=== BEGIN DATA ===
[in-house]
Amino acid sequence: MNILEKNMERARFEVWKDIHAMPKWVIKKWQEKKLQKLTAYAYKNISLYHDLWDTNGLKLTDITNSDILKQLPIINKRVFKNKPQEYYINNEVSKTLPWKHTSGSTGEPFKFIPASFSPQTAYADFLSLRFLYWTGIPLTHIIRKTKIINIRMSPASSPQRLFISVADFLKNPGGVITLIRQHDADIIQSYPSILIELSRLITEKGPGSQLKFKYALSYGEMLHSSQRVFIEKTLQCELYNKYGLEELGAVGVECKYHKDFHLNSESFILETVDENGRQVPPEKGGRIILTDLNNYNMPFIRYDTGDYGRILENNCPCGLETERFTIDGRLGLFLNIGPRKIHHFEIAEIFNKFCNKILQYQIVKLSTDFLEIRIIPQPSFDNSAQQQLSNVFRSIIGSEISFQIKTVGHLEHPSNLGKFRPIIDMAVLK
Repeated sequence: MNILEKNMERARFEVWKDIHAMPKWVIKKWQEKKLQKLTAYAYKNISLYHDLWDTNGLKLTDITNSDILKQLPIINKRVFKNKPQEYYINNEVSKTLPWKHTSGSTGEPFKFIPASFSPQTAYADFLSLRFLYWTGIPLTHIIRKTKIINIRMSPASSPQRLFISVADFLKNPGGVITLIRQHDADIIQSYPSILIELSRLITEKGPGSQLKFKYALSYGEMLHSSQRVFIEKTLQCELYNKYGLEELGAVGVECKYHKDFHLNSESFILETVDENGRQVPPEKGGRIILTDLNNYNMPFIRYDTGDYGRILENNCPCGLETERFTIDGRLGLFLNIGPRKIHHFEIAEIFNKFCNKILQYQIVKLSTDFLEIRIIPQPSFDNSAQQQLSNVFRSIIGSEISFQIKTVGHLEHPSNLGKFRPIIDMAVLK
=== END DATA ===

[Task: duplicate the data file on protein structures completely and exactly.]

[in-house]
Amino acid sequence: MNILEKNMERARFEVWKDIHAMPKWVIKKWQEKKLQKLTAYAYKNISLYHDLWDTNGLKLTDITNSDILKQLPIINKRVFKNKPQEYYINNEVSKTLPWKHTSGSTGEPFKFIPASFSPQTAYADFLSLRFLYWTGIPLTHIIRKTKIINIRMSPASSPQRLFISVADFLKNPGGVITLIRQHDADIIQSYPSILIELSRLITEKGPGSQLKFKYALSYGEMLHSSQRVFIEKTLQCELYNKYGLEELGAVGVECKYHKDFHLNSESFILETVDENGRQVPPEKGGRIILTDLNNYNMPFIRYDTGDYGRILENNCPCGLETERFTIDGRLGLFLNIGPRKIHHFEIAEIFNKFCNKILQYQIVKLSTDFLEIRIIPQPSFDNSAQQQLSNVFRSIIGSEISFQIKTVGHLEHPSNLGKFRPIIDMAVLK
Repeated sequence: MNILEKNMERARFEVWKDIHAMPKWVIKKWQEKKLQKLTAYAYKNISLYHDLWDTNGLKLTDITNSDILKQLPIINKRVFKNKPQEYYINNEVSKTLPWKHTSGSTGEPFKFIPASFSPQTAYADFLSLRFLYWTGIPLTHIIRKTKIINIRMSPASSPQRLFISVADFLKNPGGVITLIRQHDADIIQSYPSILIELSRLITEKGPGSQLKFKYALSYGEMLHSSQRVFIEKTLQCELYNKYGLEELGAVGVECKYHKDFHLNSESFILETVDENGRQVPPEKGGRIILTDLNNYNMPFIRYDTGDYGRILENNCPCGLETERFTIDGRLGLFLNIGPRKIHHFEIAEIFNKFCNKILQYQIVKLSTDFLEIRIIPQPSFDNSAQQQLSNVFRSIIGSEISFQIKTVGHLEHPSNLGKFRPIIDMAVLK